Strategy: Empowering Public Housing Residents to Reclaim Their Neighborhoods
Strategy Residents help law enforcement agencies reduce drug activity and maintain security by reporting illegal activity to authorities, forming . . .
Residents help law enforcement agencies reduce drug activity and maintain security by reporting illegal activity to authorities, forming neighborhood patrols, and screening visitors to their buildings. Such crime reduction efforts save money and improve the quality of life.
Drug Problem Addressed
Public housing and surrounding areas often have serious drug problems and accompanying crime and violence.
Special uniformed narcotics teams can purge public housing of drug activity, restore law and order, and educate citizens in tenant responsibility, crime and drug prevention, and basic security measures. Some public housing residents follow up the work of special law enforcement teams and take back their homes, parks, and play areas from drug dealers and users. They walk hallways and public spaces, report to police or housing authorities on building conditions and criminal activity, and discourage vandalism and drug dealing with their frequent, visible presence. Some patrol members receive rent abatements in exchange for hours worked. Police officers train residents in crime observation and prevention and provide patrols with flashlights, whistles, walkie-talkies, jackets, and caps.
Successful narcotics sweep programs in public housing depend on cooperation among housing residents, management, the local municipal housing authority, and law enforcement agencies.
Drug activity is often accompanied by serious crime and violence, causing public housing residents to fear retaliation by drug dealers. Community empowerment evolves from a complex learning process. Residents should learn about the legal process, housing codes, and ways to use demographic data on crime to identify and solve problems.
Signs of Success
In Chicago, Operation Clean Sweep and resulting resident patrols controlled drug activity in at least sixty buildings. Authorities report that drug dealers have moved out of the buildings, there is less fear of crime, and residents have taken more responsibility for their own security in their buildings. In addition, vandalism and vacancy rates have declined. Narcotics enforcement in Denver public housing has reduced drug use, theft of personal property, and residents' fear of crime.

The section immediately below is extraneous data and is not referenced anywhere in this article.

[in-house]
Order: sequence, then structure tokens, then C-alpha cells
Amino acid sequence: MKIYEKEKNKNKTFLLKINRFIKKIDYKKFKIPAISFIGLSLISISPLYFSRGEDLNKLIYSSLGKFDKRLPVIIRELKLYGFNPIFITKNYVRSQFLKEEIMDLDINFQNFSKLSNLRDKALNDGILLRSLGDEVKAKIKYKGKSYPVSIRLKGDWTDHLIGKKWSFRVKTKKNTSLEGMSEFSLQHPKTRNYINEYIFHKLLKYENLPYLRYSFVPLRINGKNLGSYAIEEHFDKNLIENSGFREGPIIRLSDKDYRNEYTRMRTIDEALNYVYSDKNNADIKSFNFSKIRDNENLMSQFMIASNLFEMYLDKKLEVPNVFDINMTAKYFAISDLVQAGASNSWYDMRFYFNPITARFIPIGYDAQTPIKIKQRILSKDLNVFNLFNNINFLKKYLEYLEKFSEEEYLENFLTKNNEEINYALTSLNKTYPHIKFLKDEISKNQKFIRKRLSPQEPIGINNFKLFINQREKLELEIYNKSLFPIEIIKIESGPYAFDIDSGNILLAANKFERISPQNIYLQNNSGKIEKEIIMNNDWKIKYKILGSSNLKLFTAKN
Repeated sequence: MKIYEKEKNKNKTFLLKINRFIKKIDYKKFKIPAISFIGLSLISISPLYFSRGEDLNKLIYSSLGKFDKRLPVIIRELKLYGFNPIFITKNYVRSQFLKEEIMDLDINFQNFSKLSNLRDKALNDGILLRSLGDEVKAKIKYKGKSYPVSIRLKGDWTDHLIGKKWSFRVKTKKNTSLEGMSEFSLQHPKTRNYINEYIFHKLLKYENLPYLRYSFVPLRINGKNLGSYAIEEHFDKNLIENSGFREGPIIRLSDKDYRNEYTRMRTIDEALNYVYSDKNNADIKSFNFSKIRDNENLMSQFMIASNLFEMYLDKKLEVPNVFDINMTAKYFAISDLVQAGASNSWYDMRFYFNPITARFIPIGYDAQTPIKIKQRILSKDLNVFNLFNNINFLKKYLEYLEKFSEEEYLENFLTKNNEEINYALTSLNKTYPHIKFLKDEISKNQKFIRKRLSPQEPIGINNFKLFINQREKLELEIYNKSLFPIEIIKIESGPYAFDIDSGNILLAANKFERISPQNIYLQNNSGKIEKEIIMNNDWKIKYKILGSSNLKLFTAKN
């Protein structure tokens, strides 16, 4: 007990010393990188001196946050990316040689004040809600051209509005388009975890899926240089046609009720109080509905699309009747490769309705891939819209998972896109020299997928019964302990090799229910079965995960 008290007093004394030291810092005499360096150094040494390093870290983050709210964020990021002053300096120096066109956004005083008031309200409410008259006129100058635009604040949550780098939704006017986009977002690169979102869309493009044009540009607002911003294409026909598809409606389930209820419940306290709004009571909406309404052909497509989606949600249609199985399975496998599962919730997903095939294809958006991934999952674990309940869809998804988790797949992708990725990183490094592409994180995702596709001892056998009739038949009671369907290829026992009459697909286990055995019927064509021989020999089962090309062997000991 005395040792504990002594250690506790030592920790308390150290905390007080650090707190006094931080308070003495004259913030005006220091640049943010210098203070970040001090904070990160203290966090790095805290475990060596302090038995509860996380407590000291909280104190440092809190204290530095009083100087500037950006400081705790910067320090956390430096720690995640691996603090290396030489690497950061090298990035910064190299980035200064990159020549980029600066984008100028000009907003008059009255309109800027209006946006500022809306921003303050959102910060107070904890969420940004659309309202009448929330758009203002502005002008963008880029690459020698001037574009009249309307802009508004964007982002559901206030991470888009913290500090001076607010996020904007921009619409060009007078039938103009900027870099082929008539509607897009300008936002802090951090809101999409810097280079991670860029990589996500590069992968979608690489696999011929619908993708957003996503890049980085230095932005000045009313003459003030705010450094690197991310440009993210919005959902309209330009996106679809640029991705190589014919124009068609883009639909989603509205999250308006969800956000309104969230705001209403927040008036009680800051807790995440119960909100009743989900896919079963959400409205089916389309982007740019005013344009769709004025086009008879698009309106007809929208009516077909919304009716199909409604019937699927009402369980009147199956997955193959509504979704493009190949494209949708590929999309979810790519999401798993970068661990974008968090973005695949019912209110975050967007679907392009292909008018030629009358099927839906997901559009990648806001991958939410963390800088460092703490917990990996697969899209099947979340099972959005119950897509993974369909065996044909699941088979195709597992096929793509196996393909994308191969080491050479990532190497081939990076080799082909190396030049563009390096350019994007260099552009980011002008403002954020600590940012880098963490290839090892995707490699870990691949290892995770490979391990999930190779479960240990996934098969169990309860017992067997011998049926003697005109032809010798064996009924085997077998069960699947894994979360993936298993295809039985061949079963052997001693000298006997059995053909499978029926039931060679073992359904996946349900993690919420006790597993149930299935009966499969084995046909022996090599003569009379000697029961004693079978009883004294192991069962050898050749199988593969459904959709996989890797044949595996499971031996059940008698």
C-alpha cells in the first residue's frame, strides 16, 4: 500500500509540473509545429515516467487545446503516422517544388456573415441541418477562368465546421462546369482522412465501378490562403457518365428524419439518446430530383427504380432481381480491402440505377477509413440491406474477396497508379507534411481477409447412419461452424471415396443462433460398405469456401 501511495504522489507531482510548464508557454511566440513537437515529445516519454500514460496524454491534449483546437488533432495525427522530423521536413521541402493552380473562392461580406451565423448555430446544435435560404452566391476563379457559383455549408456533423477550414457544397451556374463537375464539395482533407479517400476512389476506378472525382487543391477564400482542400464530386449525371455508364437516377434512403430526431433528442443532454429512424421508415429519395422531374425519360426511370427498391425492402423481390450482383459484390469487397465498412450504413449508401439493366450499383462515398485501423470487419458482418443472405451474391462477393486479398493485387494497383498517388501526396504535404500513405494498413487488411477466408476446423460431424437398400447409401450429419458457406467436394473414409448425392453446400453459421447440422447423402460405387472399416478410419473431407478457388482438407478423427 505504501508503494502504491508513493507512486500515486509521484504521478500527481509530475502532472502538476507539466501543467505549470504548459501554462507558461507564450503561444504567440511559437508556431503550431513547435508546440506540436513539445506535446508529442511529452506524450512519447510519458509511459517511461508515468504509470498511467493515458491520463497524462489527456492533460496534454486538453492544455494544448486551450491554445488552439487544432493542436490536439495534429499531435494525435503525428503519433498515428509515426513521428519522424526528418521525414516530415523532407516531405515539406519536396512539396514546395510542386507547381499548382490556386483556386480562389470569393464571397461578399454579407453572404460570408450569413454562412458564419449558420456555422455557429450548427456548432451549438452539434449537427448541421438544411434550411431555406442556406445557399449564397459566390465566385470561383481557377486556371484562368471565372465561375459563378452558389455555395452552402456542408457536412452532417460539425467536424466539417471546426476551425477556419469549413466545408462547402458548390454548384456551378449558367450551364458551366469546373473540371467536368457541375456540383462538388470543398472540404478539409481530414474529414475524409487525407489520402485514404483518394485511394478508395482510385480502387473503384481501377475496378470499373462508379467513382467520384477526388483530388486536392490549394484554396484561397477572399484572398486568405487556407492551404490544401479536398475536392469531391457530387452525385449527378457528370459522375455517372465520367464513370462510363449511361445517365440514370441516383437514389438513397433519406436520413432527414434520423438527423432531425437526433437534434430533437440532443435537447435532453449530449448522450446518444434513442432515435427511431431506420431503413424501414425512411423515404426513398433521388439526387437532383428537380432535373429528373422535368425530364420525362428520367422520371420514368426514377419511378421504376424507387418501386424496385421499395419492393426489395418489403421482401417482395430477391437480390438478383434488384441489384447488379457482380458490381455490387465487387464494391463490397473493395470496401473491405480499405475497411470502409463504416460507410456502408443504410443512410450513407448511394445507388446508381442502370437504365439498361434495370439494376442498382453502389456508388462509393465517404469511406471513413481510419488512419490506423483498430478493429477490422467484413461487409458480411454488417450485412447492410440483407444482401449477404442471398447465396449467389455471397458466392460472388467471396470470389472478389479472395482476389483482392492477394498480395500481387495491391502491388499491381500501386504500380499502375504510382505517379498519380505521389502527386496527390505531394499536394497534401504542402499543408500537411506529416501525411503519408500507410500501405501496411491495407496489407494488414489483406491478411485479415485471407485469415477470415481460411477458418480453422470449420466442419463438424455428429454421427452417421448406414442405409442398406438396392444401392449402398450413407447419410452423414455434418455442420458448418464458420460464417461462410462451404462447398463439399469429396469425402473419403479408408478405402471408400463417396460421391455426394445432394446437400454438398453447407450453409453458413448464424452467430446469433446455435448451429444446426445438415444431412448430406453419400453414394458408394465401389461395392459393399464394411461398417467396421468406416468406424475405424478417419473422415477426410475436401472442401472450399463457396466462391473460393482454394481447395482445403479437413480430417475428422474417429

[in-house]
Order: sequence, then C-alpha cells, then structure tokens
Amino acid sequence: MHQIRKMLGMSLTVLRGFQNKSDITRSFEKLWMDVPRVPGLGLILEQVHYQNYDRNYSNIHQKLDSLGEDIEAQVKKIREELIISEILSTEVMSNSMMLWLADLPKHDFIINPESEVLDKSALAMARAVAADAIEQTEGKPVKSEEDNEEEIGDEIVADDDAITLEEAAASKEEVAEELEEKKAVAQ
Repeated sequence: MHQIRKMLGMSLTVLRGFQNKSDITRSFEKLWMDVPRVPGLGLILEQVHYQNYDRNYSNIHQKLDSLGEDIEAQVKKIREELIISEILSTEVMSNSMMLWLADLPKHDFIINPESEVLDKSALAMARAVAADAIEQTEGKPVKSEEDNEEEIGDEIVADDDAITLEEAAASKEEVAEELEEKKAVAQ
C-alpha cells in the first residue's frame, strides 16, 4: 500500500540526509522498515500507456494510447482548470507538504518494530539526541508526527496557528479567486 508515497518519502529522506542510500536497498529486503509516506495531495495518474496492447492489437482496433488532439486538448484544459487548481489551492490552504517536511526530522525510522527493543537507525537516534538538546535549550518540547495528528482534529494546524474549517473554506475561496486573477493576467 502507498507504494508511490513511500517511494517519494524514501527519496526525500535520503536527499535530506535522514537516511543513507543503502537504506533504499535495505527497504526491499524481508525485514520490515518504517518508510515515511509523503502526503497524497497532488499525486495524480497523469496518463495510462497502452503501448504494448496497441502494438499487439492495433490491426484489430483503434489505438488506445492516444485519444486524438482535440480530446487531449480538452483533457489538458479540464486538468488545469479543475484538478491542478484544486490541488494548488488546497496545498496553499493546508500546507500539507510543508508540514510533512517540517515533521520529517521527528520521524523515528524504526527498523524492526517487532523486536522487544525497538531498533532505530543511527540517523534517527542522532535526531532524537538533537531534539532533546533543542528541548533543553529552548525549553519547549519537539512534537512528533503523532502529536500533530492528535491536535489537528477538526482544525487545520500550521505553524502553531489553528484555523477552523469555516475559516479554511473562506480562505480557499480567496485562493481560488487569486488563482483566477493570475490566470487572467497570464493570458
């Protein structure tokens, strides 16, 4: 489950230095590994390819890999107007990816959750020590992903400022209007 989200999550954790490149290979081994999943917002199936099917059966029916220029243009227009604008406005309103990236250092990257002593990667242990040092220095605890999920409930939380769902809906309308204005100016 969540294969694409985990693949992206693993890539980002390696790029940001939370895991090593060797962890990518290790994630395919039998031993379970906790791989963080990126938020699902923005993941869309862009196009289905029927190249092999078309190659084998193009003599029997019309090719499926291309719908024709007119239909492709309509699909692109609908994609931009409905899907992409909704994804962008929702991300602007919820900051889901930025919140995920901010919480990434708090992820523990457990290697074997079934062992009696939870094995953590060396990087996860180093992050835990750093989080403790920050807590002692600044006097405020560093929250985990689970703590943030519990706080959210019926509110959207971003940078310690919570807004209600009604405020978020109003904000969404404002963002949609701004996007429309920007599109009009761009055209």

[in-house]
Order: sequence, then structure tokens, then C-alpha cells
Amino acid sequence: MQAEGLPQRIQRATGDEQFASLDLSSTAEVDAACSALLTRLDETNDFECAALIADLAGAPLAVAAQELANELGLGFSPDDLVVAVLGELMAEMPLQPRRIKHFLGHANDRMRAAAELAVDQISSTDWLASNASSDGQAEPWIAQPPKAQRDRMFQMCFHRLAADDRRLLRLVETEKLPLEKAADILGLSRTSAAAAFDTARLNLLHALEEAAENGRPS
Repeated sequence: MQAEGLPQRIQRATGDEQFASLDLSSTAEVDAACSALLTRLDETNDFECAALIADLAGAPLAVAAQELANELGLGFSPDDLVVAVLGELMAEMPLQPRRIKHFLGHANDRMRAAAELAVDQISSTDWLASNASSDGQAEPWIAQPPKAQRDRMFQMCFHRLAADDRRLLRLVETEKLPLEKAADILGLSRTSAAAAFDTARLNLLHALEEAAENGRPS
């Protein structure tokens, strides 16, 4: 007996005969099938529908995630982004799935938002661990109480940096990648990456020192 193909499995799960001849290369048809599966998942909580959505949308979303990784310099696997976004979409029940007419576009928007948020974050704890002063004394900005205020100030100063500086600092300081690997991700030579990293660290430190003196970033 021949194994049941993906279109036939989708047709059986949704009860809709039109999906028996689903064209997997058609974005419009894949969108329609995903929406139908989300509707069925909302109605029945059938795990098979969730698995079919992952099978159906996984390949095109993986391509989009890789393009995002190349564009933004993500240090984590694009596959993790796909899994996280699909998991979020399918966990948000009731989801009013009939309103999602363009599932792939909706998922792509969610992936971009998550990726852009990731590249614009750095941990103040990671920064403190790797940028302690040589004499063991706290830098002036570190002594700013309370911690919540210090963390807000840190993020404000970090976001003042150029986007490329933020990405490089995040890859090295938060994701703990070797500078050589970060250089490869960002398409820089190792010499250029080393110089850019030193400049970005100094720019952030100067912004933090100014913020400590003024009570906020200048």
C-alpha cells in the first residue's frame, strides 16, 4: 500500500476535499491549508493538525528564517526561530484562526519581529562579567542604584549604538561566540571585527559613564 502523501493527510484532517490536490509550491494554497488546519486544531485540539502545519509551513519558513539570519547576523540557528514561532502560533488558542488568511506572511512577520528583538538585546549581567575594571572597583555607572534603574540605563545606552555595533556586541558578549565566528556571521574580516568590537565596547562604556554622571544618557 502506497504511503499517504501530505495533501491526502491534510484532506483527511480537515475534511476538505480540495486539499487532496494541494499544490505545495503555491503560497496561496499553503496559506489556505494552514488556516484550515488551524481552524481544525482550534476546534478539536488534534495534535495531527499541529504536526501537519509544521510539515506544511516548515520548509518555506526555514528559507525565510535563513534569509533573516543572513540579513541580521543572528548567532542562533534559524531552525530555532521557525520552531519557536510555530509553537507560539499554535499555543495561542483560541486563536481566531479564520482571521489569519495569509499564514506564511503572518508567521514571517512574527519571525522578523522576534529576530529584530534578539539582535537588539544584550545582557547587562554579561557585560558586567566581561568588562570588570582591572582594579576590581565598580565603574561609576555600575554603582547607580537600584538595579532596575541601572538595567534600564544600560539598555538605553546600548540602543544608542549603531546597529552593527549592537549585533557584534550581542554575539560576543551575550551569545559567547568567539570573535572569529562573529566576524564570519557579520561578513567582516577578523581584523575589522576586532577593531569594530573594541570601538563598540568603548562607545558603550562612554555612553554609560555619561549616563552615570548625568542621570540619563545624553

Applying the Strategy
Newport News Redevelopment and Housing Authority, in Newport News, Virginia, worked with residents in five of the area's ten public housing communities to organize a successful residential foot patrol. Residents received eight hours of in-class training on crime and safety and were provided with the necessary tools (hard hats, flashlights, etc.) to initiate a safety patrol in their neighborhoods. According to police reports, crime has decreased significantly, residents' sense of ease has increased, and there is more participation among all ages in outdoor leisure activities.
In 1992 the Bronx, New York, housing authority implemented a "Model Buildings" program in the Patterson Houses development. The program entailed a major anti-vandalism and -graffiti project designed with a gain-sharing component that put money saved back into the housing units. Tenant volunteers and housing officials worked diligently to restore two buildings, each with more than a hundred housing units, in the eight-building housing development. They covered walls with anti-graffiti shields that allow easy removal of graffiti, installed hall mirrors to deter criminals from lurking, and replaced broken windows, locks, and doors. In addition, around-the-clock tenant patrols were set up at hall stations to monitor building visitors and sign them in and out. After two months, the program saved the housing authority an estimated $5,000 in vandalism control. The buildings have been free of graffiti and other vandalism for three years and crime has noticeably decreased.